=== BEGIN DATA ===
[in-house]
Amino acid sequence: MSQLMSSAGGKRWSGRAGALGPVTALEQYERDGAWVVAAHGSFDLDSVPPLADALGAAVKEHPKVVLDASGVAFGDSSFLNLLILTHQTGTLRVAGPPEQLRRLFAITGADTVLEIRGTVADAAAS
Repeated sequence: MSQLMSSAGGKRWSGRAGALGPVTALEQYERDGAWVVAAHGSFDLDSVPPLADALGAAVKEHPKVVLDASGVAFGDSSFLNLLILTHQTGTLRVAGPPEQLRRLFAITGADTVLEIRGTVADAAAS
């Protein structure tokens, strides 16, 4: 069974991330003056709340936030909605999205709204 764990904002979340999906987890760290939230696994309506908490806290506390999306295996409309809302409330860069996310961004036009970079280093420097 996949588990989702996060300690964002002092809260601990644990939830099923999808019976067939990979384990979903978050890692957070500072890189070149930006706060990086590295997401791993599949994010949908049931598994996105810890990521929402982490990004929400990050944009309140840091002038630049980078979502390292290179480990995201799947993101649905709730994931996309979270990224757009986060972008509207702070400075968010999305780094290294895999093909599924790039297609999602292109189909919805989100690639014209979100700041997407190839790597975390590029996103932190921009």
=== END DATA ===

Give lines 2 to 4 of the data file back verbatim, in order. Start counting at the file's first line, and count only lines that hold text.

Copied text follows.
Amino acid sequence: MSQLMSSAGGKRWSGRAGALGPVTALEQYERDGAWVVAAHGSFDLDSVPPLADALGAAVKEHPKVVLDASGVAFGDSSFLNLLILTHQTGTLRVAGPPEQLRRLFAITGADTVLEIRGTVADAAAS
Repeated sequence: MSQLMSSAGGKRWSGRAGALGPVTALEQYERDGAWVVAAHGSFDLDSVPPLADALGAAVKEHPKVVLDASGVAFGDSSFLNLLILTHQTGTLRVAGPPEQLRRLFAITGADTVLEIRGTVADAAAS
């Protein structure tokens, strides 16, 4: 069974991330003056709340936030909605999205709204 764990904002979340999906987890760290939230696994309506908490806290506390999306295996409309809302409330860069996310961004036009970079280093420097 996949588990989702996060300690964002002092809260601990644990939830099923999808019976067939990979384990979903978050890692957070500072890189070149930006706060990086590295997401791993599949994010949908049931598994996105810890990521929402982490990004929400990050944009309140840091002038630049980078979502390292290179480990995201799947993101649905709730994931996309979270990224757009986060972008509207702070400075968010999305780094290294895999093909599924790039297609999602292109189909919805989100690639014209979100700041997407190839790597975390590029996103932190921009």